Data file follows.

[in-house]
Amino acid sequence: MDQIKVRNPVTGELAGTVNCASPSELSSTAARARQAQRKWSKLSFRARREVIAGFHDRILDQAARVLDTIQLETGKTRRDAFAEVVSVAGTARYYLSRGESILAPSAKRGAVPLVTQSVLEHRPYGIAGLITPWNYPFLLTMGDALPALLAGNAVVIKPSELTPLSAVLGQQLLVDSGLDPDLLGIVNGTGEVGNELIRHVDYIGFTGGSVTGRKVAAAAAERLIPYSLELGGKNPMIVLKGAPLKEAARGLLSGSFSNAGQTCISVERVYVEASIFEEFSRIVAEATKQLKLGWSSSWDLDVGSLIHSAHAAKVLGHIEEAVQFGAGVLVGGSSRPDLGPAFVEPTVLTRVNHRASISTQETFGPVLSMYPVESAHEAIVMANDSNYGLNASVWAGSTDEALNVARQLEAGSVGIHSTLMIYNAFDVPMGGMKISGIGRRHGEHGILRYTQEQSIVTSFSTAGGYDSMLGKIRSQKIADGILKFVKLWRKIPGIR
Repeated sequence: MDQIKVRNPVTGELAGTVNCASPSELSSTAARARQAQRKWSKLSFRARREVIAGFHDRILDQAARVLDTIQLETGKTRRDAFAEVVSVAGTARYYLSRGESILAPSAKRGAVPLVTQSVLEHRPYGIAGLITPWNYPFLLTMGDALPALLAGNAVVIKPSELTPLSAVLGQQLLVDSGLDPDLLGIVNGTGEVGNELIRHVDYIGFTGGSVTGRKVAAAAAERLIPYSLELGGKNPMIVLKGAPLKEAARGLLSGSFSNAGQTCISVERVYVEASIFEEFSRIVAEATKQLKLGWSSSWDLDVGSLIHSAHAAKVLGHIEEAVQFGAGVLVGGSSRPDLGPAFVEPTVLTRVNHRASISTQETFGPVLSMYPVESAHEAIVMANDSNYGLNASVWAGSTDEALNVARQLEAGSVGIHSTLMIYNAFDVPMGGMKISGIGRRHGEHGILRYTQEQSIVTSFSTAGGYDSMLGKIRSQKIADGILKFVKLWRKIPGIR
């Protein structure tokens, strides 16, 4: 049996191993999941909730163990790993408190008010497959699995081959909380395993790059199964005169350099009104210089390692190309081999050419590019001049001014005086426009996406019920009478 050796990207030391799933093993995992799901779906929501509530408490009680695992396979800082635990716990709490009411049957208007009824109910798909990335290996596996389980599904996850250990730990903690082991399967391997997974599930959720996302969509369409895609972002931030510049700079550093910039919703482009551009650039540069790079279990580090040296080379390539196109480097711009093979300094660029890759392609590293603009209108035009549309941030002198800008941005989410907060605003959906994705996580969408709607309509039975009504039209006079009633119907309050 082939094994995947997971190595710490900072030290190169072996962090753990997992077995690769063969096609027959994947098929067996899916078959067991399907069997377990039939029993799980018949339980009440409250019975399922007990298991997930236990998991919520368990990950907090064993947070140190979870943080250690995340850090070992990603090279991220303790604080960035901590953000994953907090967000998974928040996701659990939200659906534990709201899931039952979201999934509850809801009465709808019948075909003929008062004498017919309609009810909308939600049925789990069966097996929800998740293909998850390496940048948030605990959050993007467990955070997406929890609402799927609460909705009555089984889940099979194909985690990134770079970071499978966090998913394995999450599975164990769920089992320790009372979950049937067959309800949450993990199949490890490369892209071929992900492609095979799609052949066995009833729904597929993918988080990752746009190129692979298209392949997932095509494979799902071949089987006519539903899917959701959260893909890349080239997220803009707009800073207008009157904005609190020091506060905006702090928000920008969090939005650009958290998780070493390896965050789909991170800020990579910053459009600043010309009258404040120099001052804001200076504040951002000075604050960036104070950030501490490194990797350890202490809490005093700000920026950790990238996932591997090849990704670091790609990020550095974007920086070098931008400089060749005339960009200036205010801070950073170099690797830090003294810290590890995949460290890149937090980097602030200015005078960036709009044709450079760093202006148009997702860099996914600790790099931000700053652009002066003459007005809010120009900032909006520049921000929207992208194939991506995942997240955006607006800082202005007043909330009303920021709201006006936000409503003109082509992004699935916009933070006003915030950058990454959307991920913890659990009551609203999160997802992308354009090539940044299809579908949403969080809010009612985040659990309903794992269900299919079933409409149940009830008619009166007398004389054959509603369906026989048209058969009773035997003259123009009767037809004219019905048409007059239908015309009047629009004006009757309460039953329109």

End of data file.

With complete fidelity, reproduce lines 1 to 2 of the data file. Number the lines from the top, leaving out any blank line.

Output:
[in-house]
Amino acid sequence: MDQIKVRNPVTGELAGTVNCASPSELSSTAARARQAQRKWSKLSFRARREVIAGFHDRILDQAARVLDTIQLETGKTRRDAFAEVVSVAGTARYYLSRGESILAPSAKRGAVPLVTQSVLEHRPYGIAGLITPWNYPFLLTMGDALPALLAGNAVVIKPSELTPLSAVLGQQLLVDSGLDPDLLGIVNGTGEVGNELIRHVDYIGFTGGSVTGRKVAAAAAERLIPYSLELGGKNPMIVLKGAPLKEAARGLLSGSFSNAGQTCISVERVYVEASIFEEFSRIVAEATKQLKLGWSSSWDLDVGSLIHSAHAAKVLGHIEEAVQFGAGVLVGGSSRPDLGPAFVEPTVLTRVNHRASISTQETFGPVLSMYPVESAHEAIVMANDSNYGLNASVWAGSTDEALNVARQLEAGSVGIHSTLMIYNAFDVPMGGMKISGIGRRHGEHGILRYTQEQSIVTSFSTAGGYDSMLGKIRSQKIADGILKFVKLWRKIPGIR